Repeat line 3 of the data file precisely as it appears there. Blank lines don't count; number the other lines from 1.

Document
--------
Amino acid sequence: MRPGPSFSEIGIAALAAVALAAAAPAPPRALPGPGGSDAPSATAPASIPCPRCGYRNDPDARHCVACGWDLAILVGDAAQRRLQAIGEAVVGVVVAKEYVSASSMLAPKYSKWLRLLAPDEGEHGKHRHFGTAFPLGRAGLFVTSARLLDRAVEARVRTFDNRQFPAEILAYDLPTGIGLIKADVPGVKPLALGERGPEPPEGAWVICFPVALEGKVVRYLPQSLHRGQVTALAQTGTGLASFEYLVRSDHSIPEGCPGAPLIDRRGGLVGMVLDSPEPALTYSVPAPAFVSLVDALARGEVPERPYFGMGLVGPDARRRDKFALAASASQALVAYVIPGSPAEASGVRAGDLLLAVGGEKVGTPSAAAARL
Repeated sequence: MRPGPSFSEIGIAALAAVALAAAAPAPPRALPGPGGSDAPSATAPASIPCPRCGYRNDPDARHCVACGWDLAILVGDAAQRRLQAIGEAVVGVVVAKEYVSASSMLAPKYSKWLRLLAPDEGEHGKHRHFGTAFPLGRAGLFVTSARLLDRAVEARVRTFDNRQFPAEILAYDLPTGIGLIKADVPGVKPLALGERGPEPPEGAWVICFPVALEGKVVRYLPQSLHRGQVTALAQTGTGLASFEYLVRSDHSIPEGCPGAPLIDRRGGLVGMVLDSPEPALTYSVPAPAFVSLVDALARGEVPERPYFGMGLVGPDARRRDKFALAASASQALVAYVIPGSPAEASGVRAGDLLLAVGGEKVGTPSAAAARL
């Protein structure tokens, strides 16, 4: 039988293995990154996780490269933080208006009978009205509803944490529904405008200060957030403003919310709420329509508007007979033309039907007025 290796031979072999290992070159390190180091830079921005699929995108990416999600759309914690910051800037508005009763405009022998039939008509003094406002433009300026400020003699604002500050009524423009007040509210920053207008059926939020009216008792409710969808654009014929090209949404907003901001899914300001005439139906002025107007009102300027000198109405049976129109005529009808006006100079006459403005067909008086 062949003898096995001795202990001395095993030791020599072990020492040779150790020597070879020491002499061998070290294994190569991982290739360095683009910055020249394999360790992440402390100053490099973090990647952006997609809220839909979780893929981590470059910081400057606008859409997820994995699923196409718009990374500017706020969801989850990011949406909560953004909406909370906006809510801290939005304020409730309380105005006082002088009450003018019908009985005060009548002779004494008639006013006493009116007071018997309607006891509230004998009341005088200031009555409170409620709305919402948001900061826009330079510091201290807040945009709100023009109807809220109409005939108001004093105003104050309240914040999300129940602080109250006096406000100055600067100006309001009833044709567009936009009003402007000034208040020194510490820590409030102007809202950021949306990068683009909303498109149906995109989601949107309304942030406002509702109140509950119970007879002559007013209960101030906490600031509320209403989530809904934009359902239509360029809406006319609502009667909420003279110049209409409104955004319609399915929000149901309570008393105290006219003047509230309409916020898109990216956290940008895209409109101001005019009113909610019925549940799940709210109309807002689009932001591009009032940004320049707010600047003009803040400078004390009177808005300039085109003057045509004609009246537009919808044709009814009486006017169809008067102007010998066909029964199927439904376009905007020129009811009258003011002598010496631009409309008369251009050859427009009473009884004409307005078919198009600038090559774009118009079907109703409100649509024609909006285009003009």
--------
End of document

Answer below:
């Protein structure tokens, strides 16, 4: 039988293995990154996780490269933080208006009978009205509803944490529904405008200060957030403003919310709420329509508007007979033309039907007025 290796031979072999290992070159390190180091830079921005699929995108990416999600759309914690910051800037508005009763405009022998039939008509003094406002433009300026400020003699604002500050009524423009007040509210920053207008059926939020009216008792409710969808654009014929090209949404907003901001899914300001005439139906002025107007009102300027000198109405049976129109005529009808006006100079006459403005067909008086 062949003898096995001795202990001395095993030791020599072990020492040779150790020597070879020491002499061998070290294994190569991982290739360095683009910055020249394999360790992440402390100053490099973090990647952006997609809220839909979780893929981590470059910081400057606008859409997820994995699923196409718009990374500017706020969801989850990011949406909560953004909406909370906006809510801290939005304020409730309380105005006082002088009450003018019908009985005060009548002779004494008639006013006493009116007071018997309607006891509230004998009341005088200031009555409170409620709305919402948001900061826009330079510091201290807040945009709100023009109807809220109409005939108001004093105003104050309240914040999300129940602080109250006096406000100055600067100006309001009833044709567009936009009003402007000034208040020194510490820590409030102007809202950021949306990068683009909303498109149906995109989601949107309304942030406002509702109140509950119970007879002559007013209960101030906490600031509320209403989530809904934009359902239509360029809406006319609502009667909420003279110049209409409104955004319609399915929000149901309570008393105290006219003047509230309409916020898109990216956290940008895209409109101001005019009113909610019925549940799940709210109309807002689009932001591009009032940004320049707010600047003009803040400078004390009177808005300039085109003057045509004609009246537009919808044709009814009486006017169809008067102007010998066909029964199927439904376009905007020129009811009258003011002598010496631009409309008369251009050859427009009473009884004409307005078919198009600038090559774009118009079907109703409100649509024609909006285009003009």